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fight for sexual agency and freedom of expression about how our oppression has functioned through the racialization of our sexualities tight rope. But if no one does, these issues will sim ply not be addressed. I walk this tight productively problematic I t is an artistic style I attribute to I always go for the jugular.

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33 XXX Encounters In Latin culture, the simple act of sharing a colada with others becomes a model for my relational practice. As an artist, I want to provide access to this alternative gift giving economy instant pleasure, and social exchange in order to establish a friendship culture. Porn Nail$ first exhibited at the Locust Projects in Miami, FL in the summer of 2012. It was part of an exhibition I put together in collaboration with artist Heather Miller called Female Hu$tle which explored issues and strategies in Third wave feminism. I set up Porn Nail$ salon and worked as my alter ego hichi inside the white cube space for 1 month. I commis sion ed graphic designer Rebecca Tellz to create and paint the Porn Nail$ logo on the walls of the space facing traffic and I hooked up a parodic video demo explaining the mission of this site specific project The gallery staff took appointments and advertised Porn Nail$ services using the local press and social networking sites. This created a situation where women from all walks of life entered the exhibition space to get their nails done and strike a conversation. The user and I both co authored the nail art, from the choice of paint to nail design, and we would exchange hilarious, intimate details about our lives such as romance, femininity, work, and sexual politics. Sometimes the waiting room would be filled with people, and to pass the time my clients would collectively gossip, dance, sing, and te ll sexual jokes with each other while listening to my playlist of loca l Miami Bass and Freestyle music. My favorite part was the reactions of those who got their nails tricked out some screamed, moaned, ve never felt s o No one has ever given me One

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women came in with her friend for an appointment, saying she brought her in because applying sparkling and colorful nai hands. A singer by the name Azuka Bazuka also stormed into Porn Nail$ thrilled by the concept of the show, declaring that she was a self identified female hustler who used pleasure an d sexuality for s elf empowerment. She came in with long nails done at the local flea market, just so I could paint them. I also received a lot of male clients who were extremely excited to get their nails painted, and talked about how liberating it wa s for them to do it, that the act had profound meaning for them in terms of sexual and cultural understanding Some women made comments about how sad they felt that they allow it. Female clients would come in with gifts such as cookies, coffee sandwiches, and even money to show their gratitude and to help sustain the Porn Nail$ project. I t was an ambience filled with joy, laughter, excitement, conversation, and bonding. Personal memories, stories of hardship and success, and novel ideas were exchanged in the social transaction of friendship. The meaning of the pi ece was co created by me as performance artist and through the act of choosing the site and by the audience who engaged with the work. Porn Nails Elevator was part of a show called Appropriated Gender at 1410 gallery. The elevator was public and residenti al. The salon literally went up and down functional nail salon installed in a public elevator. They woul d burst into laughter at the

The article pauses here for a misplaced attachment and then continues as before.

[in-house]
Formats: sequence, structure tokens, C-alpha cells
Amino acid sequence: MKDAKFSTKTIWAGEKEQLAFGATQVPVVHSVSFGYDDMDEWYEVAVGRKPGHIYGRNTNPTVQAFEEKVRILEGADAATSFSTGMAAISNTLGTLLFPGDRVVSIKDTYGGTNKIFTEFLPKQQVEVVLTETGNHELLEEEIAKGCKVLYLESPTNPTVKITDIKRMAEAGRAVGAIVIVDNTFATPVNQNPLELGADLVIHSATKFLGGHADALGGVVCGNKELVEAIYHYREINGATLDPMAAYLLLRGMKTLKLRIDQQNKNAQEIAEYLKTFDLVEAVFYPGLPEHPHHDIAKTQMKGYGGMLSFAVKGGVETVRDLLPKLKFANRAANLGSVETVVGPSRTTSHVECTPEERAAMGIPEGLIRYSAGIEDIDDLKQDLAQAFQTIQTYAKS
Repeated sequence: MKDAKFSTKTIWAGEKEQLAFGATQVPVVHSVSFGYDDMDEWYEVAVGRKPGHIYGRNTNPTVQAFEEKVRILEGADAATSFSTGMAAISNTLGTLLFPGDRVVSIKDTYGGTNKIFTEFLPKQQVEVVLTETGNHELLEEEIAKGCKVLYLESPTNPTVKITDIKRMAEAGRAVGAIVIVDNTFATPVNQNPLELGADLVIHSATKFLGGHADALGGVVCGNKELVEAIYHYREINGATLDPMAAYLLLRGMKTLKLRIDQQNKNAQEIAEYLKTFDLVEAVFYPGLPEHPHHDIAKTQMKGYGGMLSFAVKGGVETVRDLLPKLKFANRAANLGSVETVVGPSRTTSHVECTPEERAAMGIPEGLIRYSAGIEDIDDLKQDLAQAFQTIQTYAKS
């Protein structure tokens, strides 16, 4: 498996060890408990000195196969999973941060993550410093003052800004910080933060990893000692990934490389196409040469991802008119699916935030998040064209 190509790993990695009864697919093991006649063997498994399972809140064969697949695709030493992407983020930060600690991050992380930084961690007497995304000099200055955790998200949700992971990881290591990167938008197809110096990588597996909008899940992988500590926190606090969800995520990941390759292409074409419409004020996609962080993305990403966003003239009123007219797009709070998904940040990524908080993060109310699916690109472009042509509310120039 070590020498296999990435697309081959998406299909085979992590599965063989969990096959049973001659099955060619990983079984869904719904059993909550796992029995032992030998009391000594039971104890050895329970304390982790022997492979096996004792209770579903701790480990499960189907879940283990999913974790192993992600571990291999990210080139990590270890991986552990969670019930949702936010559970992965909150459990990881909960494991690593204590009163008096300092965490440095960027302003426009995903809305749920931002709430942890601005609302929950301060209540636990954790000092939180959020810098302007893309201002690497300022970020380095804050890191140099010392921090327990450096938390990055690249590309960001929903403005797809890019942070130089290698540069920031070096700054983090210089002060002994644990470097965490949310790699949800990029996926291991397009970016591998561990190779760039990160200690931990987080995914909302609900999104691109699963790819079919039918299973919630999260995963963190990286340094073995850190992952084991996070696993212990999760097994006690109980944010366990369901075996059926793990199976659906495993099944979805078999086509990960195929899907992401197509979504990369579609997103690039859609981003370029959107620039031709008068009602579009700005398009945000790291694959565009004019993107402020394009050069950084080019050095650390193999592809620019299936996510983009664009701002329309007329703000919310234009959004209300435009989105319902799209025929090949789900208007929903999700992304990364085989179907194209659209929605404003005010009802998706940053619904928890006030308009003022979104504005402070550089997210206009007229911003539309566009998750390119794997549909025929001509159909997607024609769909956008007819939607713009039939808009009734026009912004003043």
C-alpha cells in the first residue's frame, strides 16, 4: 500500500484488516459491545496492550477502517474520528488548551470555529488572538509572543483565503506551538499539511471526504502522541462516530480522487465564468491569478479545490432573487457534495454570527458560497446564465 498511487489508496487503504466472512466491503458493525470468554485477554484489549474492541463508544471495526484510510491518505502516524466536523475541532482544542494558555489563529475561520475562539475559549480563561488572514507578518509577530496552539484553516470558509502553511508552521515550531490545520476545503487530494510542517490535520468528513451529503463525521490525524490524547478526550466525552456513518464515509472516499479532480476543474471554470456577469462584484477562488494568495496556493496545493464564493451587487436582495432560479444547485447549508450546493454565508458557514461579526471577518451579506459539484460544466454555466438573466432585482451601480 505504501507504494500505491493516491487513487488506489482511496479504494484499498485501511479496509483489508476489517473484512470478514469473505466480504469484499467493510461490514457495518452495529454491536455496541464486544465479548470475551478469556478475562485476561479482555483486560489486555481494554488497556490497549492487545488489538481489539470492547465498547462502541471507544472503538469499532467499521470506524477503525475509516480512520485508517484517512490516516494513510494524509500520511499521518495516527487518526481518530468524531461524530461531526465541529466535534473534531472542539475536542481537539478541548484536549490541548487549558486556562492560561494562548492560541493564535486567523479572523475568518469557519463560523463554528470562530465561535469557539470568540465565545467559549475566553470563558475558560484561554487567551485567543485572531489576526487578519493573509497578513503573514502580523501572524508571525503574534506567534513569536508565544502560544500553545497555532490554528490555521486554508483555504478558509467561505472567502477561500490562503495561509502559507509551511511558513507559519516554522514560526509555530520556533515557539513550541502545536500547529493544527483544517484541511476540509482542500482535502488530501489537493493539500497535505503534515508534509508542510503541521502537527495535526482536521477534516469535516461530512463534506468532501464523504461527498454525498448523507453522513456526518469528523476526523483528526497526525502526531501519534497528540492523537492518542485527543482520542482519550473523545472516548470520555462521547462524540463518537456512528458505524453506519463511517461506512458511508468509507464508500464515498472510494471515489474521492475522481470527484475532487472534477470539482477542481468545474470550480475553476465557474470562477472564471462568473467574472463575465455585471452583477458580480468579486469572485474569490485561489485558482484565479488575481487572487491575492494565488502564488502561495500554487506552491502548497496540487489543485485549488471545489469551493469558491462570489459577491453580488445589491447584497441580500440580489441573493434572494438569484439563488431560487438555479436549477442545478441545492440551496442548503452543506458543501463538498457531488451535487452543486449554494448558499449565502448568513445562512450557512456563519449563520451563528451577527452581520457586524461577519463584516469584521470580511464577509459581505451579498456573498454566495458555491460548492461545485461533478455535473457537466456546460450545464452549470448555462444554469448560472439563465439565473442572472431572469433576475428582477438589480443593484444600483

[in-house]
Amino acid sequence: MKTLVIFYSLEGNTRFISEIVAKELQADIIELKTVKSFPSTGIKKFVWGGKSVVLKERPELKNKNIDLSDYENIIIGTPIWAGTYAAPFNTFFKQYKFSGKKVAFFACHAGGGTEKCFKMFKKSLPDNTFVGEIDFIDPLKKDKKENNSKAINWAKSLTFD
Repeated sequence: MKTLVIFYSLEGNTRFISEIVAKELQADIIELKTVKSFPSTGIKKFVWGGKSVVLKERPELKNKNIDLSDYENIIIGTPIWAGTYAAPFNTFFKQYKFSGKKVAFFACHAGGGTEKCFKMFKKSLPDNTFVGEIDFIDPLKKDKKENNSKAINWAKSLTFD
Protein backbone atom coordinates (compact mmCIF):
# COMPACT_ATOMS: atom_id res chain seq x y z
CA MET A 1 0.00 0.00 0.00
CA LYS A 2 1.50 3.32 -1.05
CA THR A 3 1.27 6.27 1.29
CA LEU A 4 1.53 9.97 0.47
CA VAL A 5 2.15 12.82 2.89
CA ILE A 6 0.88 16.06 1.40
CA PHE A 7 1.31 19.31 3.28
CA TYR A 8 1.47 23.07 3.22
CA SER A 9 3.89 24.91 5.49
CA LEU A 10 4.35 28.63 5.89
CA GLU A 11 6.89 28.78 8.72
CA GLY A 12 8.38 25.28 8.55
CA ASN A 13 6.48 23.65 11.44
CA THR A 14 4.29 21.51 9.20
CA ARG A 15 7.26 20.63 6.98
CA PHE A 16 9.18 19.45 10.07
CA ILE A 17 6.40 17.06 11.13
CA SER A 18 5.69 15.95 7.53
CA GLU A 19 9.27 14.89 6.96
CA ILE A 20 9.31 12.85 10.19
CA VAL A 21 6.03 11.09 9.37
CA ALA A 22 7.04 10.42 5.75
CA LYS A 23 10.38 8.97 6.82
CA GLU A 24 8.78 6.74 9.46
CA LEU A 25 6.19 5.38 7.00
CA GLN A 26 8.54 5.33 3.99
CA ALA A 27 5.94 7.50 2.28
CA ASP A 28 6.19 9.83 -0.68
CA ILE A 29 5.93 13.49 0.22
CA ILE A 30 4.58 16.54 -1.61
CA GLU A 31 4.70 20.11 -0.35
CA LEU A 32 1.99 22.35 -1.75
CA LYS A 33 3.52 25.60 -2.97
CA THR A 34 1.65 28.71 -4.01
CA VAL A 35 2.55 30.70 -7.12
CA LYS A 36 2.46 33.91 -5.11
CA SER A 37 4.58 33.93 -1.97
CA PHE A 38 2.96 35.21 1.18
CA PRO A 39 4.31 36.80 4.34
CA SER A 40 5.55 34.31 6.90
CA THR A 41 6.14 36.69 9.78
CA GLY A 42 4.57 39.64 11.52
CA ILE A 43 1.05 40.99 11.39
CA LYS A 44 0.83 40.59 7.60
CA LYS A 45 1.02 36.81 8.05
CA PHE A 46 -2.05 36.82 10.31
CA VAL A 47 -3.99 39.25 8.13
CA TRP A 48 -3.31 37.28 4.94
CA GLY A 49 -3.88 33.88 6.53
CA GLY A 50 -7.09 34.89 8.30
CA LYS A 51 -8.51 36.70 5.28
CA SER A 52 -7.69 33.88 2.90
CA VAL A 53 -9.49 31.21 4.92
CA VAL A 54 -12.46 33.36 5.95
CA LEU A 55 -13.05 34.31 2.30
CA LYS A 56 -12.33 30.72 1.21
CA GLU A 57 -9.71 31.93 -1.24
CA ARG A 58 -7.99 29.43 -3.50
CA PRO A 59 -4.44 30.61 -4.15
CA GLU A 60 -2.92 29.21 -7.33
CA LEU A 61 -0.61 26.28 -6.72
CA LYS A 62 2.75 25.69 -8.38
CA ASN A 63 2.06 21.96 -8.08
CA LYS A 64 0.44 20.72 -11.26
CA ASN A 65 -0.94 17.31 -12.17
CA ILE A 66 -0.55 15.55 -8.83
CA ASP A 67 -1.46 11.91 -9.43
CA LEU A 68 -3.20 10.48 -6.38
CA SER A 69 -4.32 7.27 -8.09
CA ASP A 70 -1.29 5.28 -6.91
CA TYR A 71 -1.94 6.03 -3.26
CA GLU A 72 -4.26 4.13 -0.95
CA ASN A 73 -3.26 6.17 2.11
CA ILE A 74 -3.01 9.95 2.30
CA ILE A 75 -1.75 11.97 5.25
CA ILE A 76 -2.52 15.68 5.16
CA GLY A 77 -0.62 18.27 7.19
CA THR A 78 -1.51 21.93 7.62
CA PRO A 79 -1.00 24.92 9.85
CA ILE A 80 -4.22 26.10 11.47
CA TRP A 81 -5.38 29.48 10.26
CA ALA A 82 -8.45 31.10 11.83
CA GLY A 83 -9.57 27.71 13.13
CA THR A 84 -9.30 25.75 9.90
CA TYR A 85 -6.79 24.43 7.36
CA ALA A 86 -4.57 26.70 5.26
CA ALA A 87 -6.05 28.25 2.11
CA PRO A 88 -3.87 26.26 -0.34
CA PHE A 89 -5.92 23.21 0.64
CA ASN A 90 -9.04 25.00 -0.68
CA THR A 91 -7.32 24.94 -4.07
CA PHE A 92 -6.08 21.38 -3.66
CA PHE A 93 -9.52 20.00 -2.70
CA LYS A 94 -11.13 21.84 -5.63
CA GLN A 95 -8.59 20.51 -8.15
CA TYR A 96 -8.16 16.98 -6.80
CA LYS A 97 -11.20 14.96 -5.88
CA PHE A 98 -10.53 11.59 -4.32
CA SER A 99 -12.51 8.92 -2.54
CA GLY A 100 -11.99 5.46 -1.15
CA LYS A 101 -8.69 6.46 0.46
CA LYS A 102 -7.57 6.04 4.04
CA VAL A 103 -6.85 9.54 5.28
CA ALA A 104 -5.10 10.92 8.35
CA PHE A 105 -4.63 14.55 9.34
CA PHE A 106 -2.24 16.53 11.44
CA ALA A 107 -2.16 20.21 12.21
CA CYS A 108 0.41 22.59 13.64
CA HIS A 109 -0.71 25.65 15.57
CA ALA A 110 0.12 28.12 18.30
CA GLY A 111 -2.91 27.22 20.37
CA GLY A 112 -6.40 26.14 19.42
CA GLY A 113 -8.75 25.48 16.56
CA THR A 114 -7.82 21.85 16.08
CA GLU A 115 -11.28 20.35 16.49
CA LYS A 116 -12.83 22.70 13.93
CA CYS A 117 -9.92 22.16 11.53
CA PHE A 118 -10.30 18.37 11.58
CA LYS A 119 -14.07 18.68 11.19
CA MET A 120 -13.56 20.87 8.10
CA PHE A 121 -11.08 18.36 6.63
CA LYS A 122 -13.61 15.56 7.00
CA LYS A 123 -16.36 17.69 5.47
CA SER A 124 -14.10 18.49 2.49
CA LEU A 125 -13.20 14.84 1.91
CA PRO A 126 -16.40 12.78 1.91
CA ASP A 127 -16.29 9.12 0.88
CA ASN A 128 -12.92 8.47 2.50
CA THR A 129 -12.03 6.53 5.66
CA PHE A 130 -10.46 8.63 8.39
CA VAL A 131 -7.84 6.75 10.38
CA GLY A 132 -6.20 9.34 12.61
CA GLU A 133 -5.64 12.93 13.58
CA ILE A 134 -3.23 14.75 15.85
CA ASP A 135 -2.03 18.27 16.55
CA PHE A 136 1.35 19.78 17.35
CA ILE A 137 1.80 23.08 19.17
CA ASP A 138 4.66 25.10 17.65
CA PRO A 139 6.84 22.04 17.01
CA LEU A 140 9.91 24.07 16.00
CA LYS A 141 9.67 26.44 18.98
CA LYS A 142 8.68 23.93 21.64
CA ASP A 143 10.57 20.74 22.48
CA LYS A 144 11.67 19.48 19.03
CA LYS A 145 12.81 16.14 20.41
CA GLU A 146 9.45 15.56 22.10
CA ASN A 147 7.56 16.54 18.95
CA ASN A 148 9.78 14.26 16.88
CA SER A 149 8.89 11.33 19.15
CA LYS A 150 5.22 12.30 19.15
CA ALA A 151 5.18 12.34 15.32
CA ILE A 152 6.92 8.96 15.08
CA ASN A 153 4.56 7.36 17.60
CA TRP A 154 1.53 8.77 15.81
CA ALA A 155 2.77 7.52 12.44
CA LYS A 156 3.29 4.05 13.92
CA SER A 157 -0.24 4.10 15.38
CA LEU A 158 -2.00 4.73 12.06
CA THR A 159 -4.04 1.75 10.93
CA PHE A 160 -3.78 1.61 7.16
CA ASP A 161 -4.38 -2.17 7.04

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35 absurdity. They would run into the elevator pressing buttons and dancing to Miami bass. We would co produce the nail art by selecting colors and designs, and they would tell me stories about their lives, jokes, relationships, their love of nail art underrated in Broward county The spectators would fill the elevator to maximum capacity as I picked up more people. Cramped, they were forced to look at the user s and I conversing and producing nail art. In a nother in stallment of Porn Nail$ E levator at U niversity of F s ArtBash 2012 I also set up a nail salon inside the elevator ; picking people up and dropping them off several floors in exchange for nail art. Surprisingly, two young women showed up dressed in their own campy Latina alter egos and performed live with me in front an audience. They sucked on lollipops, wore garish makeup and miniskirts, spoke exaggerated Spanish and we took snapshots of each oth er in a group photo. It was the first time the audience performed with me as their own manufactured identity. as uca and Erin Hateberry my nail tech assistant, performed as Tormenta Tropical. We both performed nail art on two separated nail tables. I also installed a D.I.Y nail station so participants can make their own nail art with friends and strangers. The nail salon environment was c overed in splashed and dripped paint, pink and yellow dots, and circular mirrors on the wall. Paint oozed and dripped on the nail table, filled with assorted Miami kitsch objects such as Santeria candles, fake gold jewelry, a can of Vienna sausages, and Vi rgin Mary statues dripping with nail polish. Miami Bass and Freestyle music was blasting from my subwoofers, creating the vibe of an inner city nail salon. A huge line and crowd surrounded Porn Nail$. The audience watched me and